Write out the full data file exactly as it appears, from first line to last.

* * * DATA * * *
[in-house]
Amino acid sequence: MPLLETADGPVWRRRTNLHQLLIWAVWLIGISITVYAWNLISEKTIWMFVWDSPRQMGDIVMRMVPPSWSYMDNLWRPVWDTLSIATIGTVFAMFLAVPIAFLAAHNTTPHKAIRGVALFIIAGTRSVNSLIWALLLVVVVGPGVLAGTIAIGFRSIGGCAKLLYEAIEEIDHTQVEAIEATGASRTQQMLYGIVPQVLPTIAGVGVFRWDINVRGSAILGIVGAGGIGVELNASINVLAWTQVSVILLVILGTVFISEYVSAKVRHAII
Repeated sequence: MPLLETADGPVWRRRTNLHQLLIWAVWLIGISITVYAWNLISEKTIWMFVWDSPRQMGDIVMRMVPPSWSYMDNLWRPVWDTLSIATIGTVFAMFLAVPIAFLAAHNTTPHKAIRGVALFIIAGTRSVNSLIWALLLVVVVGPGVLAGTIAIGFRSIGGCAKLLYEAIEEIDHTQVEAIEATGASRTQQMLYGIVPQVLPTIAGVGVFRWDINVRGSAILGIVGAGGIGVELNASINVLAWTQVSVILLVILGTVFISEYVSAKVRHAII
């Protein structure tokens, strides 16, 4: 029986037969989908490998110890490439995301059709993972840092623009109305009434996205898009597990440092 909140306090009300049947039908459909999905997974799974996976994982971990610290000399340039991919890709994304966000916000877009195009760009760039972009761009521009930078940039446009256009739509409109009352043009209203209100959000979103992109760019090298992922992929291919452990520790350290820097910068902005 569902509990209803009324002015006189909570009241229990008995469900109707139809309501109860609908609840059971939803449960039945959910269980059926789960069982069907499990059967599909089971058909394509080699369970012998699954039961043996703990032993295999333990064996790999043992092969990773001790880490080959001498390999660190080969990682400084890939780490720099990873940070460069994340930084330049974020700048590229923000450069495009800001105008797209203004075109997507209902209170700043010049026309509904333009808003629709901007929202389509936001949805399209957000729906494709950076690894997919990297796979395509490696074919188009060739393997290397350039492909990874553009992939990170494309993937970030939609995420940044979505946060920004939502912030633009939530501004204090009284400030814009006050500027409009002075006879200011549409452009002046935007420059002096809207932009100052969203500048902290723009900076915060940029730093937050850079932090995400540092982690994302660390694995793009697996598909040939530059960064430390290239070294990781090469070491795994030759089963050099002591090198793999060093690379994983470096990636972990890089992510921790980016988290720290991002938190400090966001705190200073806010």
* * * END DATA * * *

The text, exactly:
[in-house]
Amino acid sequence: MPLLETADGPVWRRRTNLHQLLIWAVWLIGISITVYAWNLISEKTIWMFVWDSPRQMGDIVMRMVPPSWSYMDNLWRPVWDTLSIATIGTVFAMFLAVPIAFLAAHNTTPHKAIRGVALFIIAGTRSVNSLIWALLLVVVVGPGVLAGTIAIGFRSIGGCAKLLYEAIEEIDHTQVEAIEATGASRTQQMLYGIVPQVLPTIAGVGVFRWDINVRGSAILGIVGAGGIGVELNASINVLAWTQVSVILLVILGTVFISEYVSAKVRHAII
Repeated sequence: MPLLETADGPVWRRRTNLHQLLIWAVWLIGISITVYAWNLISEKTIWMFVWDSPRQMGDIVMRMVPPSWSYMDNLWRPVWDTLSIATIGTVFAMFLAVPIAFLAAHNTTPHKAIRGVALFIIAGTRSVNSLIWALLLVVVVGPGVLAGTIAIGFRSIGGCAKLLYEAIEEIDHTQVEAIEATGASRTQQMLYGIVPQVLPTIAGVGVFRWDINVRGSAILGIVGAGGIGVELNASINVLAWTQVSVILLVILGTVFISEYVSAKVRHAII
């Protein structure tokens, strides 16, 4: 029986037969989908490998110890490439995301059709993972840092623009109305009434996205898009597990440092 909140306090009300049947039908459909999905997974799974996976994982971990610290000399340039991919890709994304966000916000877009195009760009760039972009761009521009930078940039446009256009739509409109009352043009209203209100959000979103992109760019090298992922992929291919452990520790350290820097910068902005 569902509990209803009324002015006189909570009241229990008995469900109707139809309501109860609908609840059971939803449960039945959910269980059926789960069982069907499990059967599909089971058909394509080699369970012998699954039961043996703990032993295999333990064996790999043992092969990773001790880490080959001498390999660190080969990682400084890939780490720099990873940070460069994340930084330049974020700048590229923000450069495009800001105008797209203004075109997507209902209170700043010049026309509904333009808003629709901007929202389509936001949805399209957000729906494709950076690894997919990297796979395509490696074919188009060739393997290397350039492909990874553009992939990170494309993937970030939609995420940044979505946060920004939502912030633009939530501004204090009284400030814009006050500027409009002075006879200011549409452009002046935007420059002096809207932009100052969203500048902290723009900076915060940029730093937050850079932090995400540092982690994302660390694995793009697996598909040939530059960064430390290239070294990781090469070491795994030759089963050099002591090198793999060093690379994983470096990636972990890089992510921790980016988290720290991002938190400090966001705190200073806010």